According to an article in Design News sister publication, EDN, Acer, Dell, HP and Sony Ericsson have joined with public interest organizations ChemSec, Clean Production Action and the European Environmental Bureau to call for an expansion of the European Union’s RoHS directive to ban the use of what they believe to be hazardous substances in consumer electronics from 2015 forward.
The alliance is specifically call for restrictions on all brominated flame retardants (BFRs) and polyvinyl chloride (PVC). RoHS already bans PBB and PBDE. The group notes that when BFRs and PVC are incinerated under recycling conditions, they form halogenated dioxins that are potent toxic chemicals.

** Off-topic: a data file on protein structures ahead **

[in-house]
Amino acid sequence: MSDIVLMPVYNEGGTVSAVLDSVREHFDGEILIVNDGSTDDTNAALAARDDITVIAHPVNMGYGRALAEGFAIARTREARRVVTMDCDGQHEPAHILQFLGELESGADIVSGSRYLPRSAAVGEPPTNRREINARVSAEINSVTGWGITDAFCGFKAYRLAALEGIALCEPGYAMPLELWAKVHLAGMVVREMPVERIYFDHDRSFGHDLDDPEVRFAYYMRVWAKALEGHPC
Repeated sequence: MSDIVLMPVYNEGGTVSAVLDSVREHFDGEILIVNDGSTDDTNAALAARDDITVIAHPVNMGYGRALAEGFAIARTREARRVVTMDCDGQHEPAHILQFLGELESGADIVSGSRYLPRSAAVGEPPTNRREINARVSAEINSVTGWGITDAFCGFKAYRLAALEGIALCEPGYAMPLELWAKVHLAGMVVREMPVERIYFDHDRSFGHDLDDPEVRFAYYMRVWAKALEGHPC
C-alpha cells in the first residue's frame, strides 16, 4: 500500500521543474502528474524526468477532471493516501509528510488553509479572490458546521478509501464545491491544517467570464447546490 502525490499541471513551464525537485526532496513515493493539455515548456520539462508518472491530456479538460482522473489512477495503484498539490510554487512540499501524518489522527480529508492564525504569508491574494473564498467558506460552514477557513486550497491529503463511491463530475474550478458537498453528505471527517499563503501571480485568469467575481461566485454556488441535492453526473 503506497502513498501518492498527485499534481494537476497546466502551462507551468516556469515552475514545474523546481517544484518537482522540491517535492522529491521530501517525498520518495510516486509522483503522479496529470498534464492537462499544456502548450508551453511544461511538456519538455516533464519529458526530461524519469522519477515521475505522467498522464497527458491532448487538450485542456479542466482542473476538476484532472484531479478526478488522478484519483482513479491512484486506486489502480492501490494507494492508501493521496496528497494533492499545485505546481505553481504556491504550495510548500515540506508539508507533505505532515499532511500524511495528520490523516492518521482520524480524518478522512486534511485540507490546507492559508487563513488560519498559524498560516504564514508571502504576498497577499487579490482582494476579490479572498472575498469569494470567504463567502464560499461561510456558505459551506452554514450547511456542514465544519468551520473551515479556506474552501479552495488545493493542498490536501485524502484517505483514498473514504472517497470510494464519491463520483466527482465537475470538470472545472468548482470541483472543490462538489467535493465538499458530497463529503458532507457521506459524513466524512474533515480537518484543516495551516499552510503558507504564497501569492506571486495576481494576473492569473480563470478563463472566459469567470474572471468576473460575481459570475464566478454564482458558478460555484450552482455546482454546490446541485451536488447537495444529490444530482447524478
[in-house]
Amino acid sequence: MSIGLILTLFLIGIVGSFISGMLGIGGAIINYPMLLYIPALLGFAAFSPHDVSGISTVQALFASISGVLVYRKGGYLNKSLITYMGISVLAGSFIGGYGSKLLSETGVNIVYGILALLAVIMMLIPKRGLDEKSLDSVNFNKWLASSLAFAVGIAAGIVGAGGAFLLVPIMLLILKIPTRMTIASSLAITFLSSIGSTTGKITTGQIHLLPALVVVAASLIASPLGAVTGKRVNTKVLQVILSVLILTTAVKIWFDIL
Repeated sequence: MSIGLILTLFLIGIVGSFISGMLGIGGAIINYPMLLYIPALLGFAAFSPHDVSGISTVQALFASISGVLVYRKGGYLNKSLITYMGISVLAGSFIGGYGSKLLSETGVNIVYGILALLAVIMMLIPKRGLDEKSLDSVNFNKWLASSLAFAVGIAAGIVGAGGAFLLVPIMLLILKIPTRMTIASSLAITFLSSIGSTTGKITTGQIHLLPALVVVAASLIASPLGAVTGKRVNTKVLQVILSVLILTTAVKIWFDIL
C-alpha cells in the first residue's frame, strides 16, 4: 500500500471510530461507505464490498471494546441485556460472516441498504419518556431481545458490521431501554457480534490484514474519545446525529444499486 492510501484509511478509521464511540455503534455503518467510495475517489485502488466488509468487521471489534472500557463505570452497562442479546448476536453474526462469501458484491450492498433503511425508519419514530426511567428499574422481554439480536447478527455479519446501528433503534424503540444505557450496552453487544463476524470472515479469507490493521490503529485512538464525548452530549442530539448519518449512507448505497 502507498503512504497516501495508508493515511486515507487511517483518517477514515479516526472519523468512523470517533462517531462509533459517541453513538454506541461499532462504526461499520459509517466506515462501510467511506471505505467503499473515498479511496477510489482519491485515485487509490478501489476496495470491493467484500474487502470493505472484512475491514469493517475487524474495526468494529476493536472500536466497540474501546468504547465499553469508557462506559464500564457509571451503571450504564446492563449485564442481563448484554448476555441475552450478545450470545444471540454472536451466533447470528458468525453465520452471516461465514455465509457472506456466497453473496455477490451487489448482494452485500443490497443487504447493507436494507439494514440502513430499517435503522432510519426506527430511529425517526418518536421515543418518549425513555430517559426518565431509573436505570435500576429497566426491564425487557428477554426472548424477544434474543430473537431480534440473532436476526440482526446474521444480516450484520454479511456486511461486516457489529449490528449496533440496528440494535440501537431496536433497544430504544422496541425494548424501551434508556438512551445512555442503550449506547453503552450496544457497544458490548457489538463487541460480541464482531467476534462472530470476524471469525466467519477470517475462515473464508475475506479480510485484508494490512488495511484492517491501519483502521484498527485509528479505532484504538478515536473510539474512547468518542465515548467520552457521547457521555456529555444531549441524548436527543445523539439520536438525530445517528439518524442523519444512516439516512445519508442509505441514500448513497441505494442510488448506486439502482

Many consumer electronics manufacturers have voluntarily moved to remove BFRs and PVC from their products.
For industrial control applications, or even a simple assembly line, that machine can go almost 24/7 without a break. But what happens when the task is a little more complex? That’s where the “smart” machine would come in. The smart machine is one that has some simple (or complex in some cases) processing capability to be able to adapt to changing conditions. Such machines are suited for a host of applications, including automotive, aerospace, defense, medical, computers and electronics, telecommunications, consumer goods, and so on. This discussion will examine what’s possible with smart machines, and what tradeoffs need to be made to implement such a solution.